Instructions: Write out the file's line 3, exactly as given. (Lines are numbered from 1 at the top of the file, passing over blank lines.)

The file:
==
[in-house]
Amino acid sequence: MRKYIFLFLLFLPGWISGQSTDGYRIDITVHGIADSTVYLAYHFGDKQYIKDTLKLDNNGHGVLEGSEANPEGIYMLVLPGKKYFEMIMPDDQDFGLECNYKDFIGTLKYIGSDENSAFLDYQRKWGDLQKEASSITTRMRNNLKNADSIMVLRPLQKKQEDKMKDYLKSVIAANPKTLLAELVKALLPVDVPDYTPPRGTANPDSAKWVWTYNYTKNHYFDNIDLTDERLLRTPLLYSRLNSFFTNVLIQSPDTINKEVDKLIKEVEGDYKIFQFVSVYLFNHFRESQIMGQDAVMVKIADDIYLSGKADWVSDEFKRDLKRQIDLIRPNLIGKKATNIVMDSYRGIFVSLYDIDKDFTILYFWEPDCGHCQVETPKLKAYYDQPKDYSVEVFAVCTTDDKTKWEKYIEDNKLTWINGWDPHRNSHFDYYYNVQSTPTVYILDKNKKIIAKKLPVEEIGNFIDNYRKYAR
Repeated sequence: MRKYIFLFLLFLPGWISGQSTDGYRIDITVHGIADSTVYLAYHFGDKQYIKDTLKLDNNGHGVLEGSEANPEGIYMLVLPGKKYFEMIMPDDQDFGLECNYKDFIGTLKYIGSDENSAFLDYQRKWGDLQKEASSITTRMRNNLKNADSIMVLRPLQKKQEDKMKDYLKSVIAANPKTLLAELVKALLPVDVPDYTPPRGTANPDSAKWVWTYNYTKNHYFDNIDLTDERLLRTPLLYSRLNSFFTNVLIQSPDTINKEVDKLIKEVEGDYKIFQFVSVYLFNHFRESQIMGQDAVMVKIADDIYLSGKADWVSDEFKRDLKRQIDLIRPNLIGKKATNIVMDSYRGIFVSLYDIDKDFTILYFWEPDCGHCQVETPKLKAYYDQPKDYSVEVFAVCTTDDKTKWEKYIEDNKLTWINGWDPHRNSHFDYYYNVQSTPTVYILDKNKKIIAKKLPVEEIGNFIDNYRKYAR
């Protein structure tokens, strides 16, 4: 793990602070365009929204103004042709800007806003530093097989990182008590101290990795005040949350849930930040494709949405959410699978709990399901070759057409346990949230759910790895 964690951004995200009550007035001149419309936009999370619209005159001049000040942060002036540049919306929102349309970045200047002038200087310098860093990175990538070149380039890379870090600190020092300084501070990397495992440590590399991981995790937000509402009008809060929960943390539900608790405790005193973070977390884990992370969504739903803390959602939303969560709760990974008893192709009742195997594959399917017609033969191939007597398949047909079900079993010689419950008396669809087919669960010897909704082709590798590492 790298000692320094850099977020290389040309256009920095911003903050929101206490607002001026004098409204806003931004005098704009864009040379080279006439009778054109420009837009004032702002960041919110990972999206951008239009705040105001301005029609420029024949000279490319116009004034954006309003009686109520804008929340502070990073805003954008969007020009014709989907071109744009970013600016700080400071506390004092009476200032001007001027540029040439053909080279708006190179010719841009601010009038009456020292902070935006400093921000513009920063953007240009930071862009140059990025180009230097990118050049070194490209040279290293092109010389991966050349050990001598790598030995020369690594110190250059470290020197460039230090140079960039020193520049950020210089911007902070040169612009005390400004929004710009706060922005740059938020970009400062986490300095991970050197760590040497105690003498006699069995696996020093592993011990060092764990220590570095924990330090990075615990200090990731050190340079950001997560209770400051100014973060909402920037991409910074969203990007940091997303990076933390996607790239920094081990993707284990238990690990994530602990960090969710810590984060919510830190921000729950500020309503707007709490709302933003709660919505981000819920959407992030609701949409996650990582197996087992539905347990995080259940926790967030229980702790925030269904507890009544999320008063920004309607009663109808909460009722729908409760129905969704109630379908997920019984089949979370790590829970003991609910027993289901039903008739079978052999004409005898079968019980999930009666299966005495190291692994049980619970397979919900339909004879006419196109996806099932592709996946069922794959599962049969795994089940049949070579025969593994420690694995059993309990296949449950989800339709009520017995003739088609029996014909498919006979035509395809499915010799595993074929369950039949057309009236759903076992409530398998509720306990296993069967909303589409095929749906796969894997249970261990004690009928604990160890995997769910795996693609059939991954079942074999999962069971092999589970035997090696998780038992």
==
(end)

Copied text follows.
Repeated sequence: MRKYIFLFLLFLPGWISGQSTDGYRIDITVHGIADSTVYLAYHFGDKQYIKDTLKLDNNGHGVLEGSEANPEGIYMLVLPGKKYFEMIMPDDQDFGLECNYKDFIGTLKYIGSDENSAFLDYQRKWGDLQKEASSITTRMRNNLKNADSIMVLRPLQKKQEDKMKDYLKSVIAANPKTLLAELVKALLPVDVPDYTPPRGTANPDSAKWVWTYNYTKNHYFDNIDLTDERLLRTPLLYSRLNSFFTNVLIQSPDTINKEVDKLIKEVEGDYKIFQFVSVYLFNHFRESQIMGQDAVMVKIADDIYLSGKADWVSDEFKRDLKRQIDLIRPNLIGKKATNIVMDSYRGIFVSLYDIDKDFTILYFWEPDCGHCQVETPKLKAYYDQPKDYSVEVFAVCTTDDKTKWEKYIEDNKLTWINGWDPHRNSHFDYYYNVQSTPTVYILDKNKKIIAKKLPVEEIGNFIDNYRKYAR